For many Buyers, whether it is their first time or the tenth, purchasing a home is a big financial undertaking and an emotional roller coaster ride.  Spouses must find agreement; childrens’ excitement and fears about moving to a new school, neighborhood and making friends, sadness about leaving old friends behind and anticipation of meeting new neighbors, packing, unpacking and more all can resonate throughout the home search and purchase.  Helping Buyers focus on their wants, needs and wishes in order to find their “perfect home” also means getting to know our Buyers, making a new friend, empathizing with their concerns and worries and providing an easy to talk to safe haven for working through those concerns.

When a Buyer tells you three months after they have moved into their new home that they “love their home,” that’s usually code for their having made the right choices for everyone in the family.  Schools are good, neighbors are friendly, they feel comfortable and safe in the community and the home itself really did live up to their hopes and expectations.  I love my new home means to our Buyers that what may have seemed like climbing a mountain when they started the buying process, now feels like a walk in the park!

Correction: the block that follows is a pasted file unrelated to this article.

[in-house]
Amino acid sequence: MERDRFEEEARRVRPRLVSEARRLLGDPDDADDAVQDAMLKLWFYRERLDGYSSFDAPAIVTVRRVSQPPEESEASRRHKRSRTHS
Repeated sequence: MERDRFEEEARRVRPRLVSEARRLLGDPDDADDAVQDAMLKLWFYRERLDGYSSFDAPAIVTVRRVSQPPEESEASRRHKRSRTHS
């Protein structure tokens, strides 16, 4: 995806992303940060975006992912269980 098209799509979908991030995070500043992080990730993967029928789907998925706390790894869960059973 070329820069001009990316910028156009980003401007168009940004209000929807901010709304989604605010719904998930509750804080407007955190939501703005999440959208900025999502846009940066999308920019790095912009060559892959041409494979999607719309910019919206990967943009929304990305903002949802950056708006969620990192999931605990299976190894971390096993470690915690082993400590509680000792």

A month or so after a Buyer moves into their new home we often drive by to see how they have adjusted to their new home and surroundings.  It is a lot of fun for us to see and hear how easily and well their lives have “returned to normal.”

I love my new home means we have accomplished our number one objective when working with Buyers:  We’ve made a new friend… hopefully for life!  That’s why Realtors sell houses!

Remember… selling or buying a home is a process and a journey, not an event; you will want to subscribe to our free video e-mail series for home sellers and buyers. For access to the complete series of free video and informational emails that can provide you with many of the important strategies and information you will need to make the best home selling or buying decisions you can CLICK HERE ==èSPECIAL E-MAIL SERIES REPORTS and ask for the free no obligation series of email reports to be sent to you regularly over the next few weeks.  Just put FREE VIDEO EMAIL SERIES in the subject line and let us know if want the home seller or home buyer series. 

If you just want to see what other homes in your area are selling for by searching the MLS CLICK HERE =èSEARCH THE MLS FREE

Or contact us directly for free, no obligation information at info@TMTRealtyGroup.net

 

 


Posted on 13. October 2011 01:35 by qmiskini